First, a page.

Gwich'in (Kutchin) is the Athabascan language spoken in the northeastern Alaska villages of Arctic Village, Venetie, Fort Yukon, Chalkyitsik, Circle, and Birch Creek, as well as in a wide adjacent area of the Northwest Territories and Yukon Territory.
The Gwich'in population of Alaska is about 1,100, and of that number about 300 are speakers of the language.
Gwich'in has had a written literature since the 1870s, when Episcopalian missionaries began extensive work on the language. A modern writing system was designed in the 1960s by Richard Mueller, and many books, including story collections and linguistic material, have been published by Katherine Peter, Jeff Leer, Lillian Garnett, Kathy Sikorski, and others.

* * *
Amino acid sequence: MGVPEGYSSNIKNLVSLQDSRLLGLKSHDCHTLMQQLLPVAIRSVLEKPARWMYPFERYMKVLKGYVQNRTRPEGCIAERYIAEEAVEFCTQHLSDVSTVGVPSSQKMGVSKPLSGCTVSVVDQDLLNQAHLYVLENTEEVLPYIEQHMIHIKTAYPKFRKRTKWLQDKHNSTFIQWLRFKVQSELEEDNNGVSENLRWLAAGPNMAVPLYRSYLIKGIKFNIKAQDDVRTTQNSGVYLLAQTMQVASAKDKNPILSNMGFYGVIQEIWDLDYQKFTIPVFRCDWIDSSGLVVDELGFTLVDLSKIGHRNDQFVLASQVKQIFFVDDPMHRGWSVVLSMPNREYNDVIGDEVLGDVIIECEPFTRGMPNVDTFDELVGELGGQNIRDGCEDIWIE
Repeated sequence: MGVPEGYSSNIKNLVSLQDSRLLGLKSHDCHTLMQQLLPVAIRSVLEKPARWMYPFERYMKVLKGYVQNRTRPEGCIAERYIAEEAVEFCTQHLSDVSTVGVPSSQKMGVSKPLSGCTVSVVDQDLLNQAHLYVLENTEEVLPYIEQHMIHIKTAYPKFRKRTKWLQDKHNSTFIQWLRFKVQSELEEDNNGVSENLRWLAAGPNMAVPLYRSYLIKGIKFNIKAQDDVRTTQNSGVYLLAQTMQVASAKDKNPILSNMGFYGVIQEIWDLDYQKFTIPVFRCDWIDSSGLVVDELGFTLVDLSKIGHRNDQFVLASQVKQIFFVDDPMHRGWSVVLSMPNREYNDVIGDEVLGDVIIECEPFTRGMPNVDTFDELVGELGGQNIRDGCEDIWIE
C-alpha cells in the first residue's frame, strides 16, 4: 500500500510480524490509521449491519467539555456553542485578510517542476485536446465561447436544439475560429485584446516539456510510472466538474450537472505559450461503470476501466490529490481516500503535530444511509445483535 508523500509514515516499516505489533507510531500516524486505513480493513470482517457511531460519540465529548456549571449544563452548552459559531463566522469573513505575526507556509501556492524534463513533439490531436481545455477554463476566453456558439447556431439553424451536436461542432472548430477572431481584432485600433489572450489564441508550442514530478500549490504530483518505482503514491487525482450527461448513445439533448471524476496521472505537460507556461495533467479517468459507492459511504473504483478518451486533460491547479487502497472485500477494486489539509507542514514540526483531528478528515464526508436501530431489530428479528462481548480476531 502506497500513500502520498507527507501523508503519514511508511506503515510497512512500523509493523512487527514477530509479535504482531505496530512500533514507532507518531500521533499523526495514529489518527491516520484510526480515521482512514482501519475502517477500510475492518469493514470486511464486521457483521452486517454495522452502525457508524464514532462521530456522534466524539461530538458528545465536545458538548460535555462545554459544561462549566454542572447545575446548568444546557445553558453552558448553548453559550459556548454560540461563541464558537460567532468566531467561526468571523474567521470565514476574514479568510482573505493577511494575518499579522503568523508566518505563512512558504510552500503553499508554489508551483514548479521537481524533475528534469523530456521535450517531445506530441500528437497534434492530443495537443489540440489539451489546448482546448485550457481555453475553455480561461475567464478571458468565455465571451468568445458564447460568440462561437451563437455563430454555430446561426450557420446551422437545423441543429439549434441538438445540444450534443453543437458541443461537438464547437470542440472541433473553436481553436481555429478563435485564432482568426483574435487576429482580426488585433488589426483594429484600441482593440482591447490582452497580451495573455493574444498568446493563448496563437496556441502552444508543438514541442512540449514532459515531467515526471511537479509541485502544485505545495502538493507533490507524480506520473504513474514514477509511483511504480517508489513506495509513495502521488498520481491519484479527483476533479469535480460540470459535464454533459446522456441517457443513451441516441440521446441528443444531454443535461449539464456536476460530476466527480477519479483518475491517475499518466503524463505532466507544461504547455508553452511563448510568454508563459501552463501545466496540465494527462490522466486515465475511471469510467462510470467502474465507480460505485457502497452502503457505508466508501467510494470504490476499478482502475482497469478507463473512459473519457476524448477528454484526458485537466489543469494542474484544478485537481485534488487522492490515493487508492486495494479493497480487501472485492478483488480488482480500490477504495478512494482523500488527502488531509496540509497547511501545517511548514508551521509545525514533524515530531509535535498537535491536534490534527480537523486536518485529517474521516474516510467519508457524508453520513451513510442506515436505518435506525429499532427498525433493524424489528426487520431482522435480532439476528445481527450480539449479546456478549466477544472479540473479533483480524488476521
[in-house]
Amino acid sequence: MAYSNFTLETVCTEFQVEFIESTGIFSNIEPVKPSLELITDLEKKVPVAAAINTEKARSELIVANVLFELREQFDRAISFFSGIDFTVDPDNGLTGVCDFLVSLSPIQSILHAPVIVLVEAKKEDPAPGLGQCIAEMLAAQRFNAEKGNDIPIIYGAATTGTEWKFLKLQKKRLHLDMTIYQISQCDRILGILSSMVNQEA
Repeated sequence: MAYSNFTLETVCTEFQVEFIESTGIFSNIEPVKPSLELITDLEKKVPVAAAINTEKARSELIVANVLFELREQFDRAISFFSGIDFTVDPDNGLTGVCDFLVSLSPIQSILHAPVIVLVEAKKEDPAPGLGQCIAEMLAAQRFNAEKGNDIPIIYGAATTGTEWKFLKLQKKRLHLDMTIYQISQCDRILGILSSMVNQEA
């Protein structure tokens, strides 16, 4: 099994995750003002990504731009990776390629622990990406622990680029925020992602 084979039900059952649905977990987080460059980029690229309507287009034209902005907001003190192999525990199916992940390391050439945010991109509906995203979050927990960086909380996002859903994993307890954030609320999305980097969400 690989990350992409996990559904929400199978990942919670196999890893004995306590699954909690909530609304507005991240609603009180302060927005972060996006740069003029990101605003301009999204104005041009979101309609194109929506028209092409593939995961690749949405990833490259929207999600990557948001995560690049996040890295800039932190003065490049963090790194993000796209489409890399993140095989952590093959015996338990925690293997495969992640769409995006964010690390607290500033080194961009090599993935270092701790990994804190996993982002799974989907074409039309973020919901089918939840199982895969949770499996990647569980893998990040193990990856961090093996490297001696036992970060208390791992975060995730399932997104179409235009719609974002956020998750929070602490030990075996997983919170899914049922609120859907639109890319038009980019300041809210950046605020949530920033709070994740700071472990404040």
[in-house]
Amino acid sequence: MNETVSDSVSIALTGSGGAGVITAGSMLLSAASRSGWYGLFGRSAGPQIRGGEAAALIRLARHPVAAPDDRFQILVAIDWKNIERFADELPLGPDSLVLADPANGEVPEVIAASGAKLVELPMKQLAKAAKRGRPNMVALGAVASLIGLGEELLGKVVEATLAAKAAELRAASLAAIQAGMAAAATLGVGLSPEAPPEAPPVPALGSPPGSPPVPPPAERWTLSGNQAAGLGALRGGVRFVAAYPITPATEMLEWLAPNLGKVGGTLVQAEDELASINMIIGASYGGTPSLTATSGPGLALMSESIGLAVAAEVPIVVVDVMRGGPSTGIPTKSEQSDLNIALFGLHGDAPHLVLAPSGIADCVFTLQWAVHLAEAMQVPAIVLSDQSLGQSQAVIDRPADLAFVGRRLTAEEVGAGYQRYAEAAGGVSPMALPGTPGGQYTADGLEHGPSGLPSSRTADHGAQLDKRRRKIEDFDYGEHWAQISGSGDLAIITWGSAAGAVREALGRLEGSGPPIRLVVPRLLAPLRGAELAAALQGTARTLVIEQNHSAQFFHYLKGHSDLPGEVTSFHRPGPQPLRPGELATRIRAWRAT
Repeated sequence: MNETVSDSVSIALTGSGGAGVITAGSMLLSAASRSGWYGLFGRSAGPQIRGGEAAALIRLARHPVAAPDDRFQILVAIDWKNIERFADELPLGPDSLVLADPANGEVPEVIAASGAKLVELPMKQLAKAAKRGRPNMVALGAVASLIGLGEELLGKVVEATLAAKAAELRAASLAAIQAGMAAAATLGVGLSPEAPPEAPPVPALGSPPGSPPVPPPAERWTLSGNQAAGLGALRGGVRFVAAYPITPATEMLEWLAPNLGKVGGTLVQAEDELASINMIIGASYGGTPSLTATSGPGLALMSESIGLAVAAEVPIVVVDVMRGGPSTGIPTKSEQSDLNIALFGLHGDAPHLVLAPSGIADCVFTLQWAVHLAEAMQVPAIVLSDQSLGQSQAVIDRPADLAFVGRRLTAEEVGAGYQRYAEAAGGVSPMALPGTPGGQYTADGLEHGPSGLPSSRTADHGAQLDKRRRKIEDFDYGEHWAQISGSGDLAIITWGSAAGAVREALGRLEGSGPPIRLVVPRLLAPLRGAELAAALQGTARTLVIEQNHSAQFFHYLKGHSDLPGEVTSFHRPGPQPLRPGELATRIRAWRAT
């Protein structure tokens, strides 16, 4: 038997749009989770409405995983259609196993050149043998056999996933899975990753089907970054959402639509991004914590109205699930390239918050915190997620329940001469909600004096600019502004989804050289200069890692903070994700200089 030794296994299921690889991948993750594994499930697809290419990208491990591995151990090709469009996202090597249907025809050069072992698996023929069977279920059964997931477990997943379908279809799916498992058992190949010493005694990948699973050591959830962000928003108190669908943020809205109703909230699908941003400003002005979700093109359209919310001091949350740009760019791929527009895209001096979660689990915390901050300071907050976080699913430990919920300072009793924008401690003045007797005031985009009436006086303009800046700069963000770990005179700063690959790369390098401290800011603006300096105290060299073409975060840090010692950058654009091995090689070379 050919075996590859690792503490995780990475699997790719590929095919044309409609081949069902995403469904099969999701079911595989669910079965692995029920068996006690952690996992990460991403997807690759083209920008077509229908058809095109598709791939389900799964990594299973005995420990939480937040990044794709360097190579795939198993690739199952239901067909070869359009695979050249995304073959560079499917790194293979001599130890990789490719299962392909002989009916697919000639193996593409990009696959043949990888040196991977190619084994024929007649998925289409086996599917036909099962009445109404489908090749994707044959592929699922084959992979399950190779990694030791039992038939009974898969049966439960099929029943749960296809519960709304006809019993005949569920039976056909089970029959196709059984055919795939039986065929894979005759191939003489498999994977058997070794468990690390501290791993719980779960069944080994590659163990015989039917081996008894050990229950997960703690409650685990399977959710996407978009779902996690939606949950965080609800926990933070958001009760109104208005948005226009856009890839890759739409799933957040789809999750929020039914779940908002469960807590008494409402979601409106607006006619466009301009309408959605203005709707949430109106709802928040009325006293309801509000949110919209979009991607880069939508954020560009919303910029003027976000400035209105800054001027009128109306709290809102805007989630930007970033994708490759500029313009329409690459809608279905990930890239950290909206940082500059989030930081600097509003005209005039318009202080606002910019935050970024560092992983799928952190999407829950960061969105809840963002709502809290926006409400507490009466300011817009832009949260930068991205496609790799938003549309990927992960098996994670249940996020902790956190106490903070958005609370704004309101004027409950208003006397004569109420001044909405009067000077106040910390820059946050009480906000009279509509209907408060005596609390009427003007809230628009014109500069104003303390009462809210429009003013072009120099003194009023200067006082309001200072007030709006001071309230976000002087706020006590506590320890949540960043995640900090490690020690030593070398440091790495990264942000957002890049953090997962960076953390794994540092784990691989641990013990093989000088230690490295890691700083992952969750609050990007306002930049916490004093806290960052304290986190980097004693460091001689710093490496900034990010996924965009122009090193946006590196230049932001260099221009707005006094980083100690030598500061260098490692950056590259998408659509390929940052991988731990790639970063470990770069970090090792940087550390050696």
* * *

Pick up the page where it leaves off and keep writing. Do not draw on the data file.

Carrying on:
Classroom Culture and Indigenous Classrooms2008Hishinlai’ “Kathy R. Sikorski”Read Thesis
|neenjit dôonch'yàa?||hello (how are you?)|
|nakhwal'in shoo ihłii||welcome|
|Neenjit dôonch’yaa?||How are you?|
|Sheenjit gwinzįį.||I am fine.|
|Noozhrì’ doozhii?||What is your name?|
|Nijìn gwats’an inlįį?||Where are you from?|
Links and Resources
Alaska is home to at least twenty distinct indigenous languages. More than just dialectal variants, these different languages reflect the diverse cultural heritage of Alaska's Native peoples. For more information about particular languages, click below.
|Unangam Tunuu / Aleut|
|Alutiiq / Sugpiaq|
|Central Alaskan Yup'ik|
|Populations and Speakers|